Gospel Reading, Sunday 4 August 2019

WelCom August 2019: 18th Sunday in Ordinary Time Luke 12: 13-21 Someone in the crowd said to Jesus, ‘Teacher, tell my brother to share the inheritance with me’. He replied to…

WelCom August 2019:

18th Sunday in Ordinary Time
Luke 12: 13-21

Someone in the crowd said to Jesus, ‘Teacher, tell my brother to share the inheritance with me’. He replied to him, ‘Friend, who appointed me as your judge and arbitrator?’ Then he said to the crowd, ‘Take care to guard against all greed, for though one may be rich, one’s life does not consist of possessions’. Then he told them a parable. ‘There was a rich man whose land produced a bountiful harvest. He asked himself, “What shall I do, for I do not have space to store my harvest?” And he said, “This is what I shall do: I shall tear down my barns and build larger ones. There I shall store all my grain and other goods and I shall say to myself, ‘Now as for you, you have so many good things stored up for many years, rest, eat, drink, be merry!’”

‘But God said to him, “You fool, this night your life will be demanded of you; and the things you have prepared, to whom will they belong?” Thus will it be for all who store up treasure for themselves but are not rich in what matters to God.’

Greed and Stewardship

A reflection on Luke 12: 13-21

Tom Gibson

There is a lesson for us in today’s gospel. While teaching, Jesus is interrupted by a person desperate for Him to arbitrate between his brother and himself. It is unlikely this man’s issue is about the value of the inheritance, but instead how it was to be shared between him and his brother. This man’s love of money supersedes his love for his brother, and he is seeking Jesus’ moral authority to gain power over his brother in their inheritance dispute. Jesus replies ‘Who made me a judge or an arbitrator over you?’ (Lk 12:14). He then uses the opportunity to tell a parable of a rich man planning to add to his many possessions (Lk 12:16).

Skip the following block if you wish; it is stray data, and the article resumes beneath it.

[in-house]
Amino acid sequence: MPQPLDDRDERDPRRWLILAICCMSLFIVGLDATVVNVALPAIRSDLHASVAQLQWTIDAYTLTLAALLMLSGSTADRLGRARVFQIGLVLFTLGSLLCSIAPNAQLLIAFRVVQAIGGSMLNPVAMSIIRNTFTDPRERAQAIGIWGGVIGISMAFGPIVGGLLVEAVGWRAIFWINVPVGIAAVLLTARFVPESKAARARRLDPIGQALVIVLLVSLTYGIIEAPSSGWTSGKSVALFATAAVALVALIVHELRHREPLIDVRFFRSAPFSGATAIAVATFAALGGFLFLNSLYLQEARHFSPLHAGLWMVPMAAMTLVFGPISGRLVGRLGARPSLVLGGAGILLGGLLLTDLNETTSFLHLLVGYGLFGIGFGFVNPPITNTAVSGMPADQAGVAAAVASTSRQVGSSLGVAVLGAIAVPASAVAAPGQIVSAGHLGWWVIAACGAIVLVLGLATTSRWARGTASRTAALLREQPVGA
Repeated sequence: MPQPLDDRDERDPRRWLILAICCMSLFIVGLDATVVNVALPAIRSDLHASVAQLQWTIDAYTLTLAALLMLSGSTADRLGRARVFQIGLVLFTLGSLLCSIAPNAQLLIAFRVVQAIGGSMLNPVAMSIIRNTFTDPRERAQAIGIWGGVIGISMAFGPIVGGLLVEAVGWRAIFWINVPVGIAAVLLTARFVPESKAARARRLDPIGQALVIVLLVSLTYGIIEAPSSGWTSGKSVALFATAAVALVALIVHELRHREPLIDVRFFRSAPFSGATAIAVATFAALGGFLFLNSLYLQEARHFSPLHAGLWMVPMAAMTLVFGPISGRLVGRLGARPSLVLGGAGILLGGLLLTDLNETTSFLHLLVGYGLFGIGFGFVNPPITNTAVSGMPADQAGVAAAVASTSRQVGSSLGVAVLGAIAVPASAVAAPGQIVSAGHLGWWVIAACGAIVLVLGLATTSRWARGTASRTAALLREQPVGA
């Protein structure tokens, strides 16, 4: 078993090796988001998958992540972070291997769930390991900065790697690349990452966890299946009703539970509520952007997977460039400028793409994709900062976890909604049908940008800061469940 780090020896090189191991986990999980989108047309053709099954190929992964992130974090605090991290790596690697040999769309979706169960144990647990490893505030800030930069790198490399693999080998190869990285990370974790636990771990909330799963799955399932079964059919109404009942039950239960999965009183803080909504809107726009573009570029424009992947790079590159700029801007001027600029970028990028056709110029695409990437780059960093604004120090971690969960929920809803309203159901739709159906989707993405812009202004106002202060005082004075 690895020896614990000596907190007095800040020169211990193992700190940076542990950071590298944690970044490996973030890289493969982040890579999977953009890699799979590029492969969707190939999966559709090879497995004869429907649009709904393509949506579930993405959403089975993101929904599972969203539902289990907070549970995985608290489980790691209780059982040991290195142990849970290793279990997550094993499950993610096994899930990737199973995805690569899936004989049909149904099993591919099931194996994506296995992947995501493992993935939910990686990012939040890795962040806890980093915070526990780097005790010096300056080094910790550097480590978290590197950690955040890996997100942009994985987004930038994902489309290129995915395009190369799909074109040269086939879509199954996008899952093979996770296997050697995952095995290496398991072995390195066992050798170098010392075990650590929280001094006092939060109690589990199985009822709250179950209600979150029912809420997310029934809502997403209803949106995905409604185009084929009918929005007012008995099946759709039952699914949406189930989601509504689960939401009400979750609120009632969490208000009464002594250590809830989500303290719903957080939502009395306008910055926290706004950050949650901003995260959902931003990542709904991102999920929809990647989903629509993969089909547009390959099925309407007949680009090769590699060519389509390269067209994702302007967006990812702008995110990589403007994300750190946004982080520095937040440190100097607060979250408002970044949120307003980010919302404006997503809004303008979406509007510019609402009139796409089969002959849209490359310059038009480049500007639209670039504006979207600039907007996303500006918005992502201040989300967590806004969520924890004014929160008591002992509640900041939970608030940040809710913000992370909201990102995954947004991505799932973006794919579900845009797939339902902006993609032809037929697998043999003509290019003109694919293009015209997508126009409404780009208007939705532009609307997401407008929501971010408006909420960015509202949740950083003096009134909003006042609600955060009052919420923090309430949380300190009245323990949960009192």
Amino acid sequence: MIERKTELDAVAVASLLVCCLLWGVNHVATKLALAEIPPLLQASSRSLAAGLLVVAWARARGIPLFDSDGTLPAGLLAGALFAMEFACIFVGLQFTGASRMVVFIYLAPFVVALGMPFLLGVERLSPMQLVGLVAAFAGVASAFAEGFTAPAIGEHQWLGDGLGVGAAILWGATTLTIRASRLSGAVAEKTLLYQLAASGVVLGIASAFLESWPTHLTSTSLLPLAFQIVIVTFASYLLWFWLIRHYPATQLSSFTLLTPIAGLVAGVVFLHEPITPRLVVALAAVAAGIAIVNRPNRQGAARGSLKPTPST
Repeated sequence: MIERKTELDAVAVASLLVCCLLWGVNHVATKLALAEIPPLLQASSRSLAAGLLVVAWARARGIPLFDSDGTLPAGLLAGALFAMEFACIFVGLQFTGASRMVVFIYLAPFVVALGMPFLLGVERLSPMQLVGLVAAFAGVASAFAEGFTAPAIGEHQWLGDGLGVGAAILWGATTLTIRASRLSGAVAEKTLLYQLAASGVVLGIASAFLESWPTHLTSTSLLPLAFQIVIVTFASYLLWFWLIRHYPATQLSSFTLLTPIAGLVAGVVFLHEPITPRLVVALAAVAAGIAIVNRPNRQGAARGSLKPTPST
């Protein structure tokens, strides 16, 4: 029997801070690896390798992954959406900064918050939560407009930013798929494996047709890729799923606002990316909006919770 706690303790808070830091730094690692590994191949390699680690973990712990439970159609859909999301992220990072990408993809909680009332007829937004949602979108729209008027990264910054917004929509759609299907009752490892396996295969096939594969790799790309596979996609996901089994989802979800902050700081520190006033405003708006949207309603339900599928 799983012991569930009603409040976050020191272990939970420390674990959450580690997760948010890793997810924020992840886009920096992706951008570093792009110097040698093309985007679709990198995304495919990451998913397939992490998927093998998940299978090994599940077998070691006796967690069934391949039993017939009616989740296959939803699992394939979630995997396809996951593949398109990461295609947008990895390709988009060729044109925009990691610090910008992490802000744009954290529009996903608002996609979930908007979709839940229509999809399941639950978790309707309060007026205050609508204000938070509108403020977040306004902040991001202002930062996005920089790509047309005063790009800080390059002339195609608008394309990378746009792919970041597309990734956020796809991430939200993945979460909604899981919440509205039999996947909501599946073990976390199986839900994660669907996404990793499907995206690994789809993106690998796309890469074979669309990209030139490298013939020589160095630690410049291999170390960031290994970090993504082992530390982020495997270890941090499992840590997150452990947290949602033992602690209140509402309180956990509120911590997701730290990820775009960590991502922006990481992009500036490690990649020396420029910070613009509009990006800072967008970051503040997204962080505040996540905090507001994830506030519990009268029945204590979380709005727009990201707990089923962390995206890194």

How do we manage the tangible worldly gifts we have been given in life? Do we stop to think from where every gift we have has come? Our parents, whānau, birthplace, education, health, wealth, social wellbeing, are not of our design or doing, all are gifts from God. Regardless of our circumstances, whether health, wealth, age or social wellbeing; all these gifts come from God. Yet everywhere we look, we see people worse off than ourselves. Is this disparity because some belong to the 20 per cent of New Zealanders who own 80 per cent of the country’s wealth? Are we content to see the gap between this 20 per cent and the other 80 per cent widening?

Daily, we are visited by appeals from one charity or another. Even the streets we walk regularly have appeals. So we know there is a problem. New Zealand has comparatively fair tax laws that require tax to be paid on most things we buy. But with a good accountant and a smart business strategy, we can get most of it back. We may want to believe we live in a welfare state controlled by a government that looks after the poor; but this is still not sufficient to help the many charities balance their books, while the banks look after the rich who disguise their quest for wealth in the interests of efficiency.

If we truly believe all of this comes from God, is it all ours to consume anyway? As Jesus warns today (Lk 12:21), if we don’t give it away, we could lose it all. There is a saying: ‘there was a man and they called him mad, but the more he gave the more he had.’ Jesus calls on each of us to be more generous ‒ ‘even just the small things might be a big start.’ Let’s not disappoint Him.

Tom Gibson is a parishioner at the Immaculate Conception Parish, Stratford, and a retired dairy farmer.